White wines, perhaps surprisingly, popped up as being the obvious topic for this week’s North Shore News column. But before we go there, let me digress:

I hesitate to think about how many Vancouver (previously Playhouse) International Wine Festivals I’ve been involved with. But I’m guessing it’s about 25, give or take a few glasses. I really like to think that there’s something unique about our festival. And, yes, I’m biased: I sit on the festival’s  selection committee and I’m also involved with a couple of other events.

It’s always hard to gauge the value of wine festivals. But let me suggest a few pointers.  I’m willing to bet that most of us discovered our interest / passion for wine at an encounter or event that was in some way associated with the festival. And I can recall meeting no end of wine world luminaries who came to Vancouver for wine festival.

Consul General of Italy Massimiliano Iacchini (l) and VIWF executive director Harry Hertscheg

Consul General of Italy Massimiliano Iacchini (l) and VIWF executive director Harry Hertscheg

The requirement that principals attend is the foundation of the wine festival’s success over the years. After all, wine really is about about people and place. And, if you’re ever lucky enough to travel to meet them on their home turf, as I have been (for quite a few), you’ll be rewarded on so many levels.

Plan ahead!

But here’s the bigger deal… If you can get yourself organised for at least one or two of the international tastings you really will have the opportunity to taste around the globe—as well as discover Italy in spades. Add to that the chance to meet and chat with the people who actually make it all happen …

Plus, in case you didn’t know, you can order your wines and have them shipped free of charge to your local liquor store.

But meanwhile, back to those Old World white wines …


The Vancouver International Wine Festival is already on the horizon, in fact it’s coming up a whole lot faster than you think.

This year’s event—the 38th —puts Italy firmly in the spotlight. That adds up to a perfect opportunity to reacquaint yourself with the remarkable variety of Italian wines from across its 20 contrasting  regions, and with no shortage of Italian food, of course.

This week, a special “Festival Taste” offered a compelling preview of what’s in store—not only from Italy but from wine producing countries around the world, underscoring that this really is a globally themed event.


Italy: not only about red wines…

While the emphasis will be, as it should, quite naturally, on Italy’s vast array of predominantly red varieties, the “Festival Taste” selection included a number of intriguing Old World white wines, which also merit attention.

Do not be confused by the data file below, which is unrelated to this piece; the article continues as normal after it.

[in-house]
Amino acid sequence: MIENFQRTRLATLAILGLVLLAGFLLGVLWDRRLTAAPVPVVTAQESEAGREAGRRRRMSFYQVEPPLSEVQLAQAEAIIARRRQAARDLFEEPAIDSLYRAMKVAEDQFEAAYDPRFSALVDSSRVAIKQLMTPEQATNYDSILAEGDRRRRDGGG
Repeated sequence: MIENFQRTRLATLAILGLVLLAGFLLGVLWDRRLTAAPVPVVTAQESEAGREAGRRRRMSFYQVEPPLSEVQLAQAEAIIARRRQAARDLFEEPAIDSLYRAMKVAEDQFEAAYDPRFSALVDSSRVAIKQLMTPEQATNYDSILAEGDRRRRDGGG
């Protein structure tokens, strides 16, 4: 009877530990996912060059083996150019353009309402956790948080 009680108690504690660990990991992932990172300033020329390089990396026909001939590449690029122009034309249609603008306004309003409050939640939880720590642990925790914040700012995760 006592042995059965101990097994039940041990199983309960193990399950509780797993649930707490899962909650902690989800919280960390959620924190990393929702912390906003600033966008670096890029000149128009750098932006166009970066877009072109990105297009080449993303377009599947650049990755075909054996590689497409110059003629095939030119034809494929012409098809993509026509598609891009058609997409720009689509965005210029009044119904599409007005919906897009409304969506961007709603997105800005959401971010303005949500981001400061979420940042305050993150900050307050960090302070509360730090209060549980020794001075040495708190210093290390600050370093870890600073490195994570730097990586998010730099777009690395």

In fact, if there’s one thing to keep in mind when deciding which events to book, or what to taste at the wine festival, it should be to expand your wine horizons; to reach out and try something different, which you possibly might not have tasted before.

For full details on events—and to book (many are already selling out), go to: VanWineFest.ca


Whites to watch for …

Here are three whites (all of which fly in the face of their more red-wine inclined places of origin). They’re well worth tracking down, before, during or after the festival, which will do just that: Broaden your palate—and maybe re-shape the way you approach your every-day white wine choices.

Try this delicious, Italian White variety for a change

Try this delicious, Italian white variety for a change

• Paulo Conterno Langhe Arneis a Val 2014

Truly unique, this floral toned, crisp white drop (Arneis is the variety) is not what you’d expect from Piedmont but it rewards with floral notes on top followed by fruity notes with well balanced acidity, a clean, refreshing palate with stony hints to a precise finish. 91 pts. Think oysters; … and more oysters. Find it at Taste Italia, February 27.

Not your uncle's Retsina. In fact, not even close.

Not your uncle’s Retsina. In fact, not even close

• Tsantali Santorini Assyrtiko 2015

If it’s all Greek to you, don’t worry: Tsantali is the producer; Santorini the place it’s from and Assyrtiko is the grape—one of the oldest known; and indigenous to Santorini’s volcanic surroundings and soils—which is just what comes through in its mineral and citrus toned palate. Crisp and very dry, it’s a shoo-in for our local shellfish, from oysters to mussels and more. 90 pts. Find it in the Acura Tasting Room, Feb 25-27.

IMG_5460• Famille Perrin Chateau de Beaucastel Chateauneuf de Pape Blanc 2014.

Yes, it’s a rare-ish breed, a white Chateauneuf de Pape from just seven organically grown hectares on the rocky, sandstone and alluvial terrain of the former riverbed of the Rhone. Part of this blend of Roussanne (80%), Grenache Blanc and 5% other whites, including Bourbelanc, sees limited time in oak, which adds depth and complexity. Some creamy hints on top with floral and orchard notes, followed by stone fruit and quiet vanilla hints on the beautifully balanced and textured palate. 91 points. Taste it, most likely only, at the Bacchanalia Gala Dinner and Auction…


Belly’s Budget Best

Viña Leyda Sauvignon Blanc Reserva 2014

Classic, textbook Sauv. Blanc from the pioneer of this maritime influenced, up and coming Chilean region—with a dollop of gooseberry on top, followed by juicy acidity, citrus and a touch of herbaceousness with clean flavous and good length. 90 pts. BCLS on limited time offer $11.99 Find it at Cool Climate, Cool View, Feb 27. Deal!


This material appears in my North Shore News column